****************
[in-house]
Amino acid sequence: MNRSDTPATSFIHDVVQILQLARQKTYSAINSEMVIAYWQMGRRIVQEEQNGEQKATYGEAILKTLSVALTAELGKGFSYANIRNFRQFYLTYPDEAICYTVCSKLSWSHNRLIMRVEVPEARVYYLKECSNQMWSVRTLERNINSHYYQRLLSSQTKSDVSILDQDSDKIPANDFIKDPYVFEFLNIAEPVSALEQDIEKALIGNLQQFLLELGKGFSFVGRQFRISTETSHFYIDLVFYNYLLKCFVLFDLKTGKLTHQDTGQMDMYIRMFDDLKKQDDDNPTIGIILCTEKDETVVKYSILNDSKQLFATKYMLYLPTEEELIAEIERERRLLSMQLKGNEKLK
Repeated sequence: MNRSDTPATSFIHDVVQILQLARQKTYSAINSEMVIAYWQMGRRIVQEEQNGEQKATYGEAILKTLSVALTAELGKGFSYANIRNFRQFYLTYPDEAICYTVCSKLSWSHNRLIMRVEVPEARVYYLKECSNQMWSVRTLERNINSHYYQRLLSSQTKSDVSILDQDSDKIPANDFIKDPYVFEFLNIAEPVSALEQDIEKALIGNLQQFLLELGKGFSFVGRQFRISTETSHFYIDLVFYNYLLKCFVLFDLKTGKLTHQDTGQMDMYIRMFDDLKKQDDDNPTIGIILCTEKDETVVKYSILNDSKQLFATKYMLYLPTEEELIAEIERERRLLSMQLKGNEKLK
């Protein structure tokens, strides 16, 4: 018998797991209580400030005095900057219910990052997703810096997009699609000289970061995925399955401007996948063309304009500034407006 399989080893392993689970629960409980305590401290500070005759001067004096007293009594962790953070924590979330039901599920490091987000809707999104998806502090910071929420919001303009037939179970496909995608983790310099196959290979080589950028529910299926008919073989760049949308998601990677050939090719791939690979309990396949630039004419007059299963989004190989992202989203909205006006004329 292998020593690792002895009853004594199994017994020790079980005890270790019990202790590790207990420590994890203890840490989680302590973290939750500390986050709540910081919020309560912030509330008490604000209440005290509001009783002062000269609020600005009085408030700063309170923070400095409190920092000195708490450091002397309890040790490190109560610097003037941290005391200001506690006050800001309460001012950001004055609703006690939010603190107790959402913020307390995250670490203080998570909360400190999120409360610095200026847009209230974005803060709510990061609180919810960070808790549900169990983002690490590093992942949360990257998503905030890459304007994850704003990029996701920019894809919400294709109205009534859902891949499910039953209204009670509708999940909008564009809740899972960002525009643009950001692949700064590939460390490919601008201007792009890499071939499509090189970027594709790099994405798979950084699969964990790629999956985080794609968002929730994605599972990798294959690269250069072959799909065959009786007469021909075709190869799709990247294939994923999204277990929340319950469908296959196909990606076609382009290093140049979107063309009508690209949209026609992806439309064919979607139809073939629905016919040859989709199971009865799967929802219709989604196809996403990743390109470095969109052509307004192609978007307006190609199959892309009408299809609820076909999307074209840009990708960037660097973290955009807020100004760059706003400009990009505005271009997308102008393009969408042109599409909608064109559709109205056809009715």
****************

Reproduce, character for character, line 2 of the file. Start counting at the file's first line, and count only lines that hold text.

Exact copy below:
Amino acid sequence: MNRSDTPATSFIHDVVQILQLARQKTYSAINSEMVIAYWQMGRRIVQEEQNGEQKATYGEAILKTLSVALTAELGKGFSYANIRNFRQFYLTYPDEAICYTVCSKLSWSHNRLIMRVEVPEARVYYLKECSNQMWSVRTLERNINSHYYQRLLSSQTKSDVSILDQDSDKIPANDFIKDPYVFEFLNIAEPVSALEQDIEKALIGNLQQFLLELGKGFSFVGRQFRISTETSHFYIDLVFYNYLLKCFVLFDLKTGKLTHQDTGQMDMYIRMFDDLKKQDDDNPTIGIILCTEKDETVVKYSILNDSKQLFATKYMLYLPTEEELIAEIERERRLLSMQLKGNEKLK